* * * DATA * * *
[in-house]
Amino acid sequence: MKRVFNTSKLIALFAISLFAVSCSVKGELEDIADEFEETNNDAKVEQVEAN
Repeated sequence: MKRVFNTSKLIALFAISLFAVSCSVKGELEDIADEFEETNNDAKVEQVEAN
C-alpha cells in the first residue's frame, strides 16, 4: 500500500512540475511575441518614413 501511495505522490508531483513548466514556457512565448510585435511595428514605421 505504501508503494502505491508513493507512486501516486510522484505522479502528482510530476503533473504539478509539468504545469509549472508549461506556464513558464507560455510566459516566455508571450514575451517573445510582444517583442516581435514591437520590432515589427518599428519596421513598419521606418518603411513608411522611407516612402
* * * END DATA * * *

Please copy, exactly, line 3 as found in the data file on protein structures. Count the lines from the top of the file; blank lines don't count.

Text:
Repeated sequence: MKRVFNTSKLIALFAISLFAVSCSVKGELEDIADEFEETNNDAKVEQVEAN